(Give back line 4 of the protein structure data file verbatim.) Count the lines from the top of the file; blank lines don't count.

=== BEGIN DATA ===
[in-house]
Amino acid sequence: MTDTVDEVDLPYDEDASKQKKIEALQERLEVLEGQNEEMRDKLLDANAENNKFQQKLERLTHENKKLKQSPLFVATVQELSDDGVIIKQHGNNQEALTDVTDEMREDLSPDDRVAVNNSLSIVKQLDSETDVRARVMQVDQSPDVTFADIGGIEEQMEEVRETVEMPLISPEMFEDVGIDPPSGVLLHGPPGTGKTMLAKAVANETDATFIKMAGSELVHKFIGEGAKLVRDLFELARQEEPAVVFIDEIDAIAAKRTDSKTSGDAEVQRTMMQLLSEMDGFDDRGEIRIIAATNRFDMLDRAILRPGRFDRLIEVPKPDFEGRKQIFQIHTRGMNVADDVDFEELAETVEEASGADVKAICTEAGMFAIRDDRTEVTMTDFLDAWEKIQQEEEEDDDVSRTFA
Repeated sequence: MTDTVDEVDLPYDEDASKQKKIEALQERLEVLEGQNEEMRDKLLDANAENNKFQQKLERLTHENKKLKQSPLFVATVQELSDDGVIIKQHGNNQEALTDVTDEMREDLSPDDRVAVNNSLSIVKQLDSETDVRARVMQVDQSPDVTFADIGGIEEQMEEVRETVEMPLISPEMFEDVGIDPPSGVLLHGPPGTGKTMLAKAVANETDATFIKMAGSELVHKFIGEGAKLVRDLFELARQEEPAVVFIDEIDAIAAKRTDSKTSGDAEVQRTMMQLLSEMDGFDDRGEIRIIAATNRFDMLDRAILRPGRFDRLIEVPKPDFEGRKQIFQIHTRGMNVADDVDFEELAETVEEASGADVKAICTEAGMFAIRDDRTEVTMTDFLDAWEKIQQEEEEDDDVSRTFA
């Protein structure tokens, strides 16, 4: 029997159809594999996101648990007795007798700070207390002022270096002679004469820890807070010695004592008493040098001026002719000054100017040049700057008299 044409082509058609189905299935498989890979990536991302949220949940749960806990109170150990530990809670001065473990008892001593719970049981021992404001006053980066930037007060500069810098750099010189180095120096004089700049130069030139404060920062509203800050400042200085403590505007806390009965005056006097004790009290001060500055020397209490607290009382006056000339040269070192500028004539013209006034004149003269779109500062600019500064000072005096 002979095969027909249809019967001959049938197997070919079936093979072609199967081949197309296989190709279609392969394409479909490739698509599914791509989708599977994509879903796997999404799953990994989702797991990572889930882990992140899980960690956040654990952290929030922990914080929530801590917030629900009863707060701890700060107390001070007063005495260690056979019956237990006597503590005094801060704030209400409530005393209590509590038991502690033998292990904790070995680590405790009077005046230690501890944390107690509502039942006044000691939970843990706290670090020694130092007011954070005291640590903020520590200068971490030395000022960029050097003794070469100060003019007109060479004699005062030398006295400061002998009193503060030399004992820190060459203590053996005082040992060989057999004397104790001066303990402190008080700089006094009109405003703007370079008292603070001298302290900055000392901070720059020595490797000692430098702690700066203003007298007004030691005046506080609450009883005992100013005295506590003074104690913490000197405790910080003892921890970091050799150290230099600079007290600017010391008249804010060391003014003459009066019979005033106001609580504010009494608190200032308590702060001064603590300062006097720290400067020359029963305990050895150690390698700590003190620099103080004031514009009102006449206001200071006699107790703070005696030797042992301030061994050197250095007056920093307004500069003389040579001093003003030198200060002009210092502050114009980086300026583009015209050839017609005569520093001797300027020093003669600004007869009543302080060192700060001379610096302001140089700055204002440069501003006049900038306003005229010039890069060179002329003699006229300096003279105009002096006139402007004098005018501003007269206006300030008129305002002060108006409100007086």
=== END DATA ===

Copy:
């Protein structure tokens, strides 16, 4: 029997159809594999996101648990007795007798700070207390002022270096002679004469820890807070010695004592008493040098001026002719000054100017040049700057008299 044409082509058609189905299935498989890979990536991302949220949940749960806990109170150990530990809670001065473990008892001593719970049981021992404001006053980066930037007060500069810098750099010189180095120096004089700049130069030139404060920062509203800050400042200085403590505007806390009965005056006097004790009290001060500055020397209490607290009382006056000339040269070192500028004539013209006034004149003269779109500062600019500064000072005096 002979095969027909249809019967001959049938197997070919079936093979072609199967081949197309296989190709279609392969394409479909490739698509599914791509989708599977994509879903796997999404799953990994989702797991990572889930882990992140899980960690956040654990952290929030922990914080929530801590917030629900009863707060701890700060107390001070007063005495260690056979019956237990006597503590005094801060704030209400409530005393209590509590038991502690033998292990904790070995680590405790009077005046230690501890944390107690509502039942006044000691939970843990706290670090020694130092007011954070005291640590903020520590200068971490030395000022960029050097003794070469100060003019007109060479004699005062030398006295400061002998009193503060030399004992820190060459203590053996005082040992060989057999004397104790001066303990402190008080700089006094009109405003703007370079008292603070001298302290900055000392901070720059020595490797000692430098702690700066203003007298007004030691005046506080609450009883005992100013005295506590003074104690913490000197405790910080003892921890970091050799150290230099600079007290600017010391008249804010060391003014003459009066019979005033106001609580504010009494608190200032308590702060001064603590300062006097720290400067020359029963305990050895150690390698700590003190620099103080004031514009009102006449206001200071006699107790703070005696030797042992301030061994050197250095007056920093307004500069003389040579001093003003030198200060002009210092502050114009980086300026583009015209050839017609005569520093001797300027020093003669600004007869009543302080060192700060001379610096302001140089700055204002440069501003006049900038306003005229010039890069060179002329003699006229300096003279105009002096006139402007004098005018501003007269206006300030008129305002002060108006409100007086």